Wedgewood Partners, an investment management firm, published its “Focused SMID Cap Strategy” first-quarter 2022 investor letter – a copy of which can be downloaded here. For the first quarter of 2022, the Focused SMID Cap Composite (NET) declined -by 13.2%. The Russell 2500 Index declined -by 5.8%. On an annualized trailing 1-year, 3-year, and inception (6/30/2018) the Focused SMID Cap returned +1.7%, +19.7%, and +15.5%, (NET) respectively. Over the same time periods, the Russell 2500 Index returned +0.3%, +13.5%, and +10.5%, respectively. Try to spend some time looking at the fund’s top 5 holdings to be informed about their best picks for 2022.
In its Q1 2022 investor letter, Wedgewood Partners Focused SMID Cap mentioned Maximus, Inc. (NYSE:MMS) and explained its insights for the company. Founded in 1975, Maximus, Inc. (NYSE:MMS) is a Reston, Virginia-based IT service management company with a $3.9 billion market capitalization. Maximus, Inc. (NYSE:MMS) delivered a -20.25% return since the beginning of the year, while its 12-month returns are down by -30.46%. The stock closed at $63.54 per share on May 25, 2022.
Here is what Wedgewood Partners Focused SMID Cap has to say about Maximus, Inc. (NYSE:MMS) in its Q1 2022 investor letter:
“Maximus currently is our largest holding in the Focused SMID Cap strategy. Maximus operates health and human service programs on behalf of governments, primarily for state governments and the federal government in the U.S., but in select other countries too. Maximus functions as a government contractor, administering complete programs or portions of programs for its government customers.
Examples of this work might include running customer service call centers for Medicare, determining a citizen’s eligibility for Medicaid and enrolling that citizen in their state’s program, assisting a federal agency in modernizing its IT systems, or operating job-seeking programs for unemployed citizens, among many other things.
We originally held a modest position in the portfolio, because we saw Maximus as a solid company with steady growth prospects. Government customers continued to look for ways to improve their own operations and to reduce costs by outsourcing programs and components of programs to partners such as Maximus. Maximus’s primary competitor – and this is the same for any of its peers – is the internal operations of their government customers. The Company’s abilities to spread its resources across multiple customers and to share best practices across customers makes it an easy choice for government partners.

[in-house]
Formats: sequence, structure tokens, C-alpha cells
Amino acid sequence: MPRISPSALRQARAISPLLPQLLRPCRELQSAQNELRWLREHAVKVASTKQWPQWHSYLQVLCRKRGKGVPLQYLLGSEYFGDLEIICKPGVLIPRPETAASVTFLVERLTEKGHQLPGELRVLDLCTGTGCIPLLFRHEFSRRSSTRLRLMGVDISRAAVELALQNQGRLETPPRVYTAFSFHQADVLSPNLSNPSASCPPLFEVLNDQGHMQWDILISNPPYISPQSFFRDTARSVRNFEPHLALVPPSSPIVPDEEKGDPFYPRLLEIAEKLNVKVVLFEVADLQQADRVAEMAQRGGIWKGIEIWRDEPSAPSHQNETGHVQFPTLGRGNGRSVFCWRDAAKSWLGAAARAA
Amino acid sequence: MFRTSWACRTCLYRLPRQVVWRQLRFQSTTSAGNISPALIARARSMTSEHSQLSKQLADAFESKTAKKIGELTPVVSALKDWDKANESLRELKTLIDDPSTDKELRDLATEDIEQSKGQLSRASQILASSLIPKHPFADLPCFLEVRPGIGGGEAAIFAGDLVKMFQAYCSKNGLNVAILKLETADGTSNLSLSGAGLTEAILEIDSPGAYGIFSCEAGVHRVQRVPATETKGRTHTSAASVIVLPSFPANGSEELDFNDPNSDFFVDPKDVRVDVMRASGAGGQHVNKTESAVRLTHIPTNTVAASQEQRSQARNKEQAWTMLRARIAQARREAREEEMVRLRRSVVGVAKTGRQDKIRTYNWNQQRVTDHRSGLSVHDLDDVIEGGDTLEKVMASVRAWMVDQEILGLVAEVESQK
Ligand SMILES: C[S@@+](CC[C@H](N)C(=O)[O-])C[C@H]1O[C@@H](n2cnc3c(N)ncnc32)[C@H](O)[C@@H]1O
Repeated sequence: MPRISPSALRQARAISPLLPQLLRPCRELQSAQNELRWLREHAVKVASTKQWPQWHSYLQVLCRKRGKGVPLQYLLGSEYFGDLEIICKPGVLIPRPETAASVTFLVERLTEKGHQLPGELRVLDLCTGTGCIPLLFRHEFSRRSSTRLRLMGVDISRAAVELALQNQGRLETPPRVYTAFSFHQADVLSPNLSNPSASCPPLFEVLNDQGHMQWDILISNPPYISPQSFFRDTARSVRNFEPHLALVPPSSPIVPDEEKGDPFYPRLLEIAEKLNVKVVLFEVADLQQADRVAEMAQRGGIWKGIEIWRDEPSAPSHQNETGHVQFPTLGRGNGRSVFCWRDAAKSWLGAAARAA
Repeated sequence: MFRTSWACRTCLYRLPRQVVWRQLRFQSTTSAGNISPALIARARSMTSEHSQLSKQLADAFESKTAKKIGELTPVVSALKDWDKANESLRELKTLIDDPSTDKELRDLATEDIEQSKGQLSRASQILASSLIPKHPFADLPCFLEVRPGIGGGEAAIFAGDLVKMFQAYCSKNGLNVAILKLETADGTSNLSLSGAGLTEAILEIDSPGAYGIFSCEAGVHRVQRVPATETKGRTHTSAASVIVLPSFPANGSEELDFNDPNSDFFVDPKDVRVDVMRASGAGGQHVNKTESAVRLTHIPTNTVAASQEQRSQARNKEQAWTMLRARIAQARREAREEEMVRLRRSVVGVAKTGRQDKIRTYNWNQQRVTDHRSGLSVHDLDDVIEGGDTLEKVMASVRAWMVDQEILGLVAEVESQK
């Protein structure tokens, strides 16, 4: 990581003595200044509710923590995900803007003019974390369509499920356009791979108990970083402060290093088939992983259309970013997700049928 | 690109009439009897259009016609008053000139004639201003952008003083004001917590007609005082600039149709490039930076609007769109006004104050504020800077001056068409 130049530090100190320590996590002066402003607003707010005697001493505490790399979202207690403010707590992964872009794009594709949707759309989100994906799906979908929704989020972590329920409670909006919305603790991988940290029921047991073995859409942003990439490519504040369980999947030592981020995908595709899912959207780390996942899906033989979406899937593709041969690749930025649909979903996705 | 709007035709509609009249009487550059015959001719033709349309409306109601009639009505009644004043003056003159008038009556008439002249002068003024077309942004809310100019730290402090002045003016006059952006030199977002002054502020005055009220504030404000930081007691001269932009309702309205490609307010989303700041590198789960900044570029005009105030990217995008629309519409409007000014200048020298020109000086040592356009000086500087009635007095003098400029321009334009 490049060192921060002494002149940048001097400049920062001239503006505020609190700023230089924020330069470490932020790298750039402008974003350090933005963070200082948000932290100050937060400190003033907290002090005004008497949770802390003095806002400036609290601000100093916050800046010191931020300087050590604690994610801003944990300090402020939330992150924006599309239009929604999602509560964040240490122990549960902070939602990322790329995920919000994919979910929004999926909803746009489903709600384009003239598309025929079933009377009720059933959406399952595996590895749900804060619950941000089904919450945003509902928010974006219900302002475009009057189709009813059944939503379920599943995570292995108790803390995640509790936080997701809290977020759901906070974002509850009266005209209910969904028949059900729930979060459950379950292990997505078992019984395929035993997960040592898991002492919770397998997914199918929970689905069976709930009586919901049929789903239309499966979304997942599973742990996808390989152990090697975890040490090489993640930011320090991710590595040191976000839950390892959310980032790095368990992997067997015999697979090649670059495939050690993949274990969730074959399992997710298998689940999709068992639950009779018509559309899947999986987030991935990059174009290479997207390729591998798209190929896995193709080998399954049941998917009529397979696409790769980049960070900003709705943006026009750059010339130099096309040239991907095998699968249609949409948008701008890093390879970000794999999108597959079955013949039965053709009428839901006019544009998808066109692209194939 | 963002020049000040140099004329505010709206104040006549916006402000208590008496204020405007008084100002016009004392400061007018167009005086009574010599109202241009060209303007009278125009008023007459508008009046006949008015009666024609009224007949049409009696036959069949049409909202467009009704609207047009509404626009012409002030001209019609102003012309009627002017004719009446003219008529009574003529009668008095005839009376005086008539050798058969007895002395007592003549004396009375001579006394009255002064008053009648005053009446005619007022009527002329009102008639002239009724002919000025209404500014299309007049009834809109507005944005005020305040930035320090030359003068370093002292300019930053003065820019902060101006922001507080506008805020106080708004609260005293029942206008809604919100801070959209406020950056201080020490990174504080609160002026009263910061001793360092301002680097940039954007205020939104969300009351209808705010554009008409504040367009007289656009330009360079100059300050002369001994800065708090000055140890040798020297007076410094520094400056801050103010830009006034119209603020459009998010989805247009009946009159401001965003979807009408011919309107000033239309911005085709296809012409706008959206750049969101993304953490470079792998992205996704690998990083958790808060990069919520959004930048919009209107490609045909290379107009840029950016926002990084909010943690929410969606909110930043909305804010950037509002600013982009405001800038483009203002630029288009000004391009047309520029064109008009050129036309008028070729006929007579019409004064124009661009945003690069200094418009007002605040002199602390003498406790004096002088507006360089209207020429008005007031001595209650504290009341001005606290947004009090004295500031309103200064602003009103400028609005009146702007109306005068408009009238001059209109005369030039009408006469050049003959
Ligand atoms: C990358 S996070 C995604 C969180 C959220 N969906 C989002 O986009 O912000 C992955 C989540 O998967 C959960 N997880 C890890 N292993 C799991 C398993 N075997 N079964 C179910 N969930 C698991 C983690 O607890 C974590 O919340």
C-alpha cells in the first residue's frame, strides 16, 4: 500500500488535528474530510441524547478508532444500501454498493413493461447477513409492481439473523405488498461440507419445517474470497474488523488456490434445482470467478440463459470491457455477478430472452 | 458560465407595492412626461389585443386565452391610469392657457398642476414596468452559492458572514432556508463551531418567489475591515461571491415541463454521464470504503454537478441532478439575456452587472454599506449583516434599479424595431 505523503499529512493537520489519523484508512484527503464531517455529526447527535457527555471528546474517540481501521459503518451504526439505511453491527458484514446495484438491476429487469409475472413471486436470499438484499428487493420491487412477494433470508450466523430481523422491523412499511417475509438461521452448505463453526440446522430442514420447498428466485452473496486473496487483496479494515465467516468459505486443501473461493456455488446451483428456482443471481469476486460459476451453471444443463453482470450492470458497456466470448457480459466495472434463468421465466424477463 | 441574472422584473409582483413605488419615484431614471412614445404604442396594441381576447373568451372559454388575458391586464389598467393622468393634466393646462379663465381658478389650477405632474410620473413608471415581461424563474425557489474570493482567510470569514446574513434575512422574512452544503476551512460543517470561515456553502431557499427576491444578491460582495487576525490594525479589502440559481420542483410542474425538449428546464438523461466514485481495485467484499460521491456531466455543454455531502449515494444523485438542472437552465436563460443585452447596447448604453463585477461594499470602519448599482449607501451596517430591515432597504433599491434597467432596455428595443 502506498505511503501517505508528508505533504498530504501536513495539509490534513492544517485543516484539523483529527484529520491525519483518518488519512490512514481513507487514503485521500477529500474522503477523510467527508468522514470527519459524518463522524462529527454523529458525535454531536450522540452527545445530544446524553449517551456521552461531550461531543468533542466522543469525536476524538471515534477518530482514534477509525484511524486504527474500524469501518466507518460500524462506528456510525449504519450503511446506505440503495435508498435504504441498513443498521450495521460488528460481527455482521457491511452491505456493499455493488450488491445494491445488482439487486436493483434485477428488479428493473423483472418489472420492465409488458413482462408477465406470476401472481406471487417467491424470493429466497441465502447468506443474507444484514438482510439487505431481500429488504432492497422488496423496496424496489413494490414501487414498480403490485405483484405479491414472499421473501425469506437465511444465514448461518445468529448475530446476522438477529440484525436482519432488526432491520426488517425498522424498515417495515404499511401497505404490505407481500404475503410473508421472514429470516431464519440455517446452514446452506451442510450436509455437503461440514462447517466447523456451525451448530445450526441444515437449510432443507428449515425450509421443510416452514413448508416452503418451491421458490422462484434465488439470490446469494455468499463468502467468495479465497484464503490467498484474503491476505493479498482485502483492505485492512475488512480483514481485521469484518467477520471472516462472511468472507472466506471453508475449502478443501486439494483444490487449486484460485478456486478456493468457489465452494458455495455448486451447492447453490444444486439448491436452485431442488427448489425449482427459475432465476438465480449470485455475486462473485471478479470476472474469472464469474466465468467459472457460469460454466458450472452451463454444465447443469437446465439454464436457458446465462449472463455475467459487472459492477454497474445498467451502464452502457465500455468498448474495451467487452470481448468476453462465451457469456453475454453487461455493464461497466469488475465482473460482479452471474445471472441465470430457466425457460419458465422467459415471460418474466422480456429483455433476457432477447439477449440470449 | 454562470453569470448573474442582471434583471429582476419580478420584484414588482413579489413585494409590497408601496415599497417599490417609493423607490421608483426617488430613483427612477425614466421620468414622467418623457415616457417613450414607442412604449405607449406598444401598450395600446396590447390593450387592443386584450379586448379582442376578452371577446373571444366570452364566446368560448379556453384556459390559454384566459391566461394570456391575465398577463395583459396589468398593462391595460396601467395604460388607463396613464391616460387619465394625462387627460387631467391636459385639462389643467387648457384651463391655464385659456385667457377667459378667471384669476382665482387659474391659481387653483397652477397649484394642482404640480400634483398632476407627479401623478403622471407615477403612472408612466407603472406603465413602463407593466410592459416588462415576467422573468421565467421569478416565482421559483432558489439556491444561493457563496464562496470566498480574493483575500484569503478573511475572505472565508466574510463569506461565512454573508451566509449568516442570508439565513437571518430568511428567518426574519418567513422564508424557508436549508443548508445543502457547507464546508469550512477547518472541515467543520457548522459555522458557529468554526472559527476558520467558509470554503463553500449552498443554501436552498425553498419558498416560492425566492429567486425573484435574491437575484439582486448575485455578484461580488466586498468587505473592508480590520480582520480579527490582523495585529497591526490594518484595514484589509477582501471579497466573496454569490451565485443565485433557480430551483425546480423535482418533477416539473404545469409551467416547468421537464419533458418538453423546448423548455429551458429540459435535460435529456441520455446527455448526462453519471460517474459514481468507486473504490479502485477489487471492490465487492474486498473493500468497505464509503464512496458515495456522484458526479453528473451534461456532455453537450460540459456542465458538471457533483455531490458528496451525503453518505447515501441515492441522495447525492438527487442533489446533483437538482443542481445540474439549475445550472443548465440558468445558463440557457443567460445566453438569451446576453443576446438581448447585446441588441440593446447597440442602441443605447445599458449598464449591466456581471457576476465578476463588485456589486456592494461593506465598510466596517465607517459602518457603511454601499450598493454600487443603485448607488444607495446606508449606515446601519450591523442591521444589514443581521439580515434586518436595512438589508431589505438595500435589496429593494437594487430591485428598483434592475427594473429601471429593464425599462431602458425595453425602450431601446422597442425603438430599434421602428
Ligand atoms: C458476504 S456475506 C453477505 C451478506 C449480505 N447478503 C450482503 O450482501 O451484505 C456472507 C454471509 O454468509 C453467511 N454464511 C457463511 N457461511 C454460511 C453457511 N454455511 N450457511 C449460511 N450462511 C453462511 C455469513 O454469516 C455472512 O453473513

Our thinking about Maximus evolved rapidly in the early days of the pandemic, and this eventually led us to make the stock our largest holding. From a shorter-term perspective, the company used its capabilities and its entrenched position with government health service agencies to secure a meaningful amount of COVID-related work during 2020-2021, including things like handling contact tracing or vaccine information hotlines. However, the longer-term implications of COVID for the Company’s government customers-and, therefore for Maximus-really caught our attention.
As COVID first hit early in 2020, the healthcare system became overwhelmed, and lockdowns led to economic disruption, business closures, and sudden unemployment. It quickly became apparent to us that a significantly greater level of government support was going to be required, both during and after the initial emergency. As Maximus is primarily focused upon healthcare and human services, all of this was a potential growth opportunity for the Company. Rethinking public healthcare preparedness and crisis response was one obvious component of this, along with the administration of various longer-term stimulus-driven assistance programs.
As the industry had to suddenly evolve, Maximus was able to demonstrate its capabilities during a major crisis, and we believe this allowed it to integrate itself further with existing customers and exposed it to new customers, as well, allowing the Company to take advantage of new opportunities as they arise in the post-COVID world. We see clear evidence of this in the Company’s high-teens organic revenue growth guidance for this fiscal year, which is well ahead of the roughly mid-single-digit growth rates we expected from the company in the pre-COVID era. In fact, the Company has since won significant levels of new business from government customers to whom it was first exposed during COVID.
We believe the market is not appreciating the positive longer-term changes to Maximus’s business model. That has created significant opportunity in the stock. In addition, we believe there have been a variety of crosswinds that perhaps have further distracted investors. We also believe that a group of investors jumped in at some point, for example, toward the end of 2020, when it became apparent that Maximus was just a short-term beneficiary from COVID-related work. These same investors likely exited the stock as shorter-term work, i.e. the entire reason they had bought the stock, began to wind down a few quarters later.”
Our calculations show that Maximus, Inc. (NYSE:MMS) fell short and didn’t make it on our list of the 30 Most Popular Stocks Among Hedge Funds. Maximus, Inc. (NYSE:MMS) was in 18 hedge fund portfolios at the end of the first quarter of 2022, compared to 24 funds in the previous quarter. Maximus, Inc. (NYSE:MMS) delivered a -14.73% return in the past 3 months.
In November 2021, we also shared another hedge fund’s views on Maximus, Inc. (NYSE:MMS) in 15 Stock Picks of Michael O Keefe’s 12th Street Asset Management. You can find other investor letters from hedge funds and prominent investors on our hedge fund investor letters 2022 Q1 page.
Disclosure: None. This article is originally published at Insider Monkey.